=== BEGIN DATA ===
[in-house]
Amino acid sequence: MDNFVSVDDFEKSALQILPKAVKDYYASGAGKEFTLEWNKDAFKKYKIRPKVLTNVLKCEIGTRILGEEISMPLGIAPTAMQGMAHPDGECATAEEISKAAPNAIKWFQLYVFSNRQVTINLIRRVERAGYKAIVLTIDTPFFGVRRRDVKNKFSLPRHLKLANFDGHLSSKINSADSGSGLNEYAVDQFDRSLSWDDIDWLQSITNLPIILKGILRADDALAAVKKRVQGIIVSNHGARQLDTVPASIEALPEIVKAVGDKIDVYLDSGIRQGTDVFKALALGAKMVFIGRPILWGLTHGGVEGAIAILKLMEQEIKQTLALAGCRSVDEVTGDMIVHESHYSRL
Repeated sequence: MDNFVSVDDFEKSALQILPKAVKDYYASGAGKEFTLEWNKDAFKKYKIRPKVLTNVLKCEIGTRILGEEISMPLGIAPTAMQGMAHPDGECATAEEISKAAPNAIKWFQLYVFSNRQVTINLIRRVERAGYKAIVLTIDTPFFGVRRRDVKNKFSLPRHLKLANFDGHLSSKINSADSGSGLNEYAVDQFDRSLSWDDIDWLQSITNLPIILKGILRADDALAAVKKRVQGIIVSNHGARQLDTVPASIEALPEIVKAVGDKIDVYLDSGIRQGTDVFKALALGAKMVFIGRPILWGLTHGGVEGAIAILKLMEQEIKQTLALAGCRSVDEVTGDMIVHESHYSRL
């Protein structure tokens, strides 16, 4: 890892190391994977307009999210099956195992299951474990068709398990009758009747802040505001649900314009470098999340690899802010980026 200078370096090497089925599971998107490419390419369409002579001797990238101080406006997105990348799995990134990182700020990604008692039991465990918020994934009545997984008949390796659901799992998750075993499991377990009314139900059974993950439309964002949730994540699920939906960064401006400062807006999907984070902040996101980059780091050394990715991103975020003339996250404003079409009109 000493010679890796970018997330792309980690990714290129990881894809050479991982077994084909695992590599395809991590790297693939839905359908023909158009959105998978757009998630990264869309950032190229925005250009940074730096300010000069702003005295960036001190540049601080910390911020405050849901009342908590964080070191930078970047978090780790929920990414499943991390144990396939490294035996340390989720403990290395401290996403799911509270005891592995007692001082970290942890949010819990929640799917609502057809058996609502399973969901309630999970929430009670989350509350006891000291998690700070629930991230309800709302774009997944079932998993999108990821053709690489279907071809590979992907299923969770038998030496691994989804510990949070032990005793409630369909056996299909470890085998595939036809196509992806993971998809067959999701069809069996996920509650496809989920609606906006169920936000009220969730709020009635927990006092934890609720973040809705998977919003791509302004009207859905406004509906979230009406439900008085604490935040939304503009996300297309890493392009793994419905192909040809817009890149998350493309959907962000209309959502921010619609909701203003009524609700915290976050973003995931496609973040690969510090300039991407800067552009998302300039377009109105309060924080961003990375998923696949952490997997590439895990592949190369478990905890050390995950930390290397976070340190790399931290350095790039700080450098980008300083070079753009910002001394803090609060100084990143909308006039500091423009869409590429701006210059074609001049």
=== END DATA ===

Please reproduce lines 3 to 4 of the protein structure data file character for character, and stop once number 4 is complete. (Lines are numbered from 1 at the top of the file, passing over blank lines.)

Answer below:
Repeated sequence: MDNFVSVDDFEKSALQILPKAVKDYYASGAGKEFTLEWNKDAFKKYKIRPKVLTNVLKCEIGTRILGEEISMPLGIAPTAMQGMAHPDGECATAEEISKAAPNAIKWFQLYVFSNRQVTINLIRRVERAGYKAIVLTIDTPFFGVRRRDVKNKFSLPRHLKLANFDGHLSSKINSADSGSGLNEYAVDQFDRSLSWDDIDWLQSITNLPIILKGILRADDALAAVKKRVQGIIVSNHGARQLDTVPASIEALPEIVKAVGDKIDVYLDSGIRQGTDVFKALALGAKMVFIGRPILWGLTHGGVEGAIAILKLMEQEIKQTLALAGCRSVDEVTGDMIVHESHYSRL
């Protein structure tokens, strides 16, 4: 890892190391994977307009999210099956195992299951474990068709398990009758009747802040505001649900314009470098999340690899802010980026 200078370096090497089925599971998107490419390419369409002579001797990238101080406006997105990348799995990134990182700020990604008692039991465990918020994934009545997984008949390796659901799992998750075993499991377990009314139900059974993950439309964002949730994540699920939906960064401006400062807006999907984070902040996101980059780091050394990715991103975020003339996250404003079409009109 000493010679890796970018997330792309980690990714290129990881894809050479991982077994084909695992590599395809991590790297693939839905359908023909158009959105998978757009998630990264869309950032190229925005250009940074730096300010000069702003005295960036001190540049601080910390911020405050849901009342908590964080070191930078970047978090780790929920990414499943991390144990396939490294035996340390989720403990290395401290996403799911509270005891592995007692001082970290942890949010819990929640799917609502057809058996609502399973969901309630999970929430009670989350509350006891000291998690700070629930991230309800709302774009997944079932998993999108990821053709690489279907071809590979992907299923969770038998030496691994989804510990949070032990005793409630369909056996299909470890085998595939036809196509992806993971998809067959999701069809069996996920509650496809989920609606906006169920936000009220969730709020009635927990006092934890609720973040809705998977919003791509302004009207859905406004509906979230009406439900008085604490935040939304503009996300297309890493392009793994419905192909040809817009890149998350493309959907962000209309959502921010619609909701203003009524609700915290976050973003995931496609973040690969510090300039991407800067552009998302300039377009109105309060924080961003990375998923696949952490997997590439895990592949190369478990905890050390995950930390290397976070340190790399931290350095790039700080450098980008300083070079753009910002001394803090609060100084990143909308006039500091423009869409590429701006210059074609001049």